In Ontario, joint parties can purchase property as either joint tenants or as tenants in common. This is often referred to as legal tenure. When buying a property as joint owners, one of the most important decisions to make is the method of ownership, as the type of legal tenure you choose may impact your ability to pass ownership through your will. See below for more information on joint tenants and tenants in common.


In a joint tenancy, all the owners share in the entirety of the property, regardless of their respective contribution. Joint tenants share equally in the benefits and losses of the property. In the event that one member of a joint tenancy no longer wishes to be a part of the joint tenancy, they may sever their interest, which will change their interest in the property to a tenancy in common. If a member of a joint tenancy dies, the remaining owners would acquire the rights of the deceased through the right of survivorship. This means that the rights of the deceased owner would not pass through their will unless certain exceptions apply. For example, the Succession Law Reform Act states that in the event of simultaneous death among all joint tenants where it cannot be ascertained which member of the joint tenancy survived the others, the ownership of the property will be deemed to have been held as tenants in common, allowing the property to pass through the will.[1] The Family Law Act sets out another exception that triggers the severance of a joint tenancy upon the death of a spouse who owns the matrimonial home as joint tenants with a person other than their spouse.[2] In this instance, the deceased spouse’s interest in the joint tenancy will be deemed to have been severed immediately before their death. The ability for property to pass outside of the will make joint tenancy a popular ownership structure among spouses, since upon one spouse’s death, the surviving spouse may receive ownership of the property without incurring any probate fees.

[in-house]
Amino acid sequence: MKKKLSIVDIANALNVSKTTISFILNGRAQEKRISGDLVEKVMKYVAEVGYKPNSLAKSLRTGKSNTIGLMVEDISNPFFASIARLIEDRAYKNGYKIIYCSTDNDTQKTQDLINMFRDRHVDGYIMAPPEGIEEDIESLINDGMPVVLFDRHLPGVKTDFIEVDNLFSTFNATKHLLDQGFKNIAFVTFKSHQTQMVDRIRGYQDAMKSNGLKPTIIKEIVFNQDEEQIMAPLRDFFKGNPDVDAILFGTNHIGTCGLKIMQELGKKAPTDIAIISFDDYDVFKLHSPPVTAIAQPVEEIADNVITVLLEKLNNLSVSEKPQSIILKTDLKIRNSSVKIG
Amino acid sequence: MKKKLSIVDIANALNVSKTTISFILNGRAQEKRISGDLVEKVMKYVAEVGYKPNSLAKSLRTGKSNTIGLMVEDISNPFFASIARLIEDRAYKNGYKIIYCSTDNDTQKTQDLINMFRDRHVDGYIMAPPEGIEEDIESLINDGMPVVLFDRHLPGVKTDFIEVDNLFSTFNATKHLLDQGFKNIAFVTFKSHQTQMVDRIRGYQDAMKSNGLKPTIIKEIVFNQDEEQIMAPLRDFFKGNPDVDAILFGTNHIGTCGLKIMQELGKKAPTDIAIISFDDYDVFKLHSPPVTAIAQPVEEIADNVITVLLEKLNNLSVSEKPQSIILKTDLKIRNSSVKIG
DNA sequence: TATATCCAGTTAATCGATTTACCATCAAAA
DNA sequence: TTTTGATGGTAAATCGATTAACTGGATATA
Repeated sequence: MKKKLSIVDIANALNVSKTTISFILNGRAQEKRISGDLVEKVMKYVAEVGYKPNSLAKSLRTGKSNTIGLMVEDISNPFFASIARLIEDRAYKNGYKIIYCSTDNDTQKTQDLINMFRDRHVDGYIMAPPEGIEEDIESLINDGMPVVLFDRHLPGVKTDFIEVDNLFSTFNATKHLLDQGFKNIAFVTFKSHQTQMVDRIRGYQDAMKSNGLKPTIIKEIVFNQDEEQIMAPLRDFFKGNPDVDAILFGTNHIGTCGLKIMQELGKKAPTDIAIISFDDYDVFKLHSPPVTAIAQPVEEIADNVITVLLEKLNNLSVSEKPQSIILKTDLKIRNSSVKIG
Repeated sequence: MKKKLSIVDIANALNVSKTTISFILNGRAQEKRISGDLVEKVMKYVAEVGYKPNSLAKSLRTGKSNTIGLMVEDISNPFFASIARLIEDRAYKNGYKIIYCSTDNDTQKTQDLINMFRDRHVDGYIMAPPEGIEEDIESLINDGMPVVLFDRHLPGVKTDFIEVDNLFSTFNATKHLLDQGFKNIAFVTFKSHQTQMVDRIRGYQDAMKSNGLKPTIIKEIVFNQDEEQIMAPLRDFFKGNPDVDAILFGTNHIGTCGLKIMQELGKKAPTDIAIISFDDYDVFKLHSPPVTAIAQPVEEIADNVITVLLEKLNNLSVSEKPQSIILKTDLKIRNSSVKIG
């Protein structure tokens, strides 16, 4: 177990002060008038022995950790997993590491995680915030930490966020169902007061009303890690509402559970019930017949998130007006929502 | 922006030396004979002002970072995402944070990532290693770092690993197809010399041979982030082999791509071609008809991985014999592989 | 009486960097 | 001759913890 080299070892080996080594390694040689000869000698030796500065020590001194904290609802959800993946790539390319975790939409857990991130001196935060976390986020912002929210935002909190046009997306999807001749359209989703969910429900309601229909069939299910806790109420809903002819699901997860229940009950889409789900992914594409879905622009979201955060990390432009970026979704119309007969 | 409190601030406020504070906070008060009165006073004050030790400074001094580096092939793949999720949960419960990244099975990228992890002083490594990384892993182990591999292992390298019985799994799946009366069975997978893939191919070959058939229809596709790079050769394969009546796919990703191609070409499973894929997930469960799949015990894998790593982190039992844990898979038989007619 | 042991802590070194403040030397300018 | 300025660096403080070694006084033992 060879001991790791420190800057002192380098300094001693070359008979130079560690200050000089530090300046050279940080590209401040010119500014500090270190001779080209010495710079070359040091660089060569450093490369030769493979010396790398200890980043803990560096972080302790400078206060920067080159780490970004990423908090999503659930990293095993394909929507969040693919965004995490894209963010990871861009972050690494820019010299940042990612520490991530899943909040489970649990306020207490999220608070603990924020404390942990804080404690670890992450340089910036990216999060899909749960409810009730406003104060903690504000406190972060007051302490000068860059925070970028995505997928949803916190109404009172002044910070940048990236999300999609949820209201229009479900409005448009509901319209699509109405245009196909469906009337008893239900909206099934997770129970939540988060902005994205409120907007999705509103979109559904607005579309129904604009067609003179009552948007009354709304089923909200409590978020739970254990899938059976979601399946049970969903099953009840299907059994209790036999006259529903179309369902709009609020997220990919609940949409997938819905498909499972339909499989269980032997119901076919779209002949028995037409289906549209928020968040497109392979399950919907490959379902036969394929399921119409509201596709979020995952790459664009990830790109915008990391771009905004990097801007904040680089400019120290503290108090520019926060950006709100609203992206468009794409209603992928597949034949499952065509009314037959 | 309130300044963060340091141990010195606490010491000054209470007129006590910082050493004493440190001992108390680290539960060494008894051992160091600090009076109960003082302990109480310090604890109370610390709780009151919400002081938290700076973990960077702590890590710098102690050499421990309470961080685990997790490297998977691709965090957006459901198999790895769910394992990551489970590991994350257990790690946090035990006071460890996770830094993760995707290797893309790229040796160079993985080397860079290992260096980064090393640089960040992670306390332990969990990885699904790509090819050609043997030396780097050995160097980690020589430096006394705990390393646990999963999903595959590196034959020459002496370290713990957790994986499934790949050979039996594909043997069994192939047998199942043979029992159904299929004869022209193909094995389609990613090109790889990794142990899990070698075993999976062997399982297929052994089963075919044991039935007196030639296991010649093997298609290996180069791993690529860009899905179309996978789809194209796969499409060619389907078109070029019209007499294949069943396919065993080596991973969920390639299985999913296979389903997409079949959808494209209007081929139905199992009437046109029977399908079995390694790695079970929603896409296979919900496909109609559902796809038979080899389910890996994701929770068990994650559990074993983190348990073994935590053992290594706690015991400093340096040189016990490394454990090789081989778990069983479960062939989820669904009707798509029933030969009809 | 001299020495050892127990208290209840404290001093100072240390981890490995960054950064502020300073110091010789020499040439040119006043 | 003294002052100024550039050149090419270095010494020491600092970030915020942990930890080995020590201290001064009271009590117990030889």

Another method whereby joint parties can purchase property is through a tenancy in common. Tenants in common own proportionate interests respective of their contribution. In the event that a co-owner wants to sell their interest in the property, tenants in common can sell their respective interest without the consent of the other owners. Moreover, upon death, a co-owners proportionate interest in the property will pass with their estate through the terms of their will. Business partners purchasing a property for investment purposes together may wish to take title as tenants in common as they would likely wish to have the ability to pass their interest to their estate through a will in the event they die prior to the sale of the property.

Contact us if you require legal assistance with your real estate transaction. Our real estate law team has the experience and knowledge to assist you throughout every step of the transaction.

Contact Us


1.Succession Law Reform Act, s. 55(2).
2. Family Law Act, s. 26(1).

Disclaimer: The information contained in this article is not to be construed as legal advice. The content is drafted and published only for the purpose of providing the public with general information regarding various real estate and business law topics. For legal advice, please contact us.

About the Author:

Shahriar Jahanshahi is the founder and principal lawyer at Jahanshahi Law Firm with a practice focus on representing business star-ups and investors in the province of Ontario. For further information about Shahriar Jahanshahi, click here.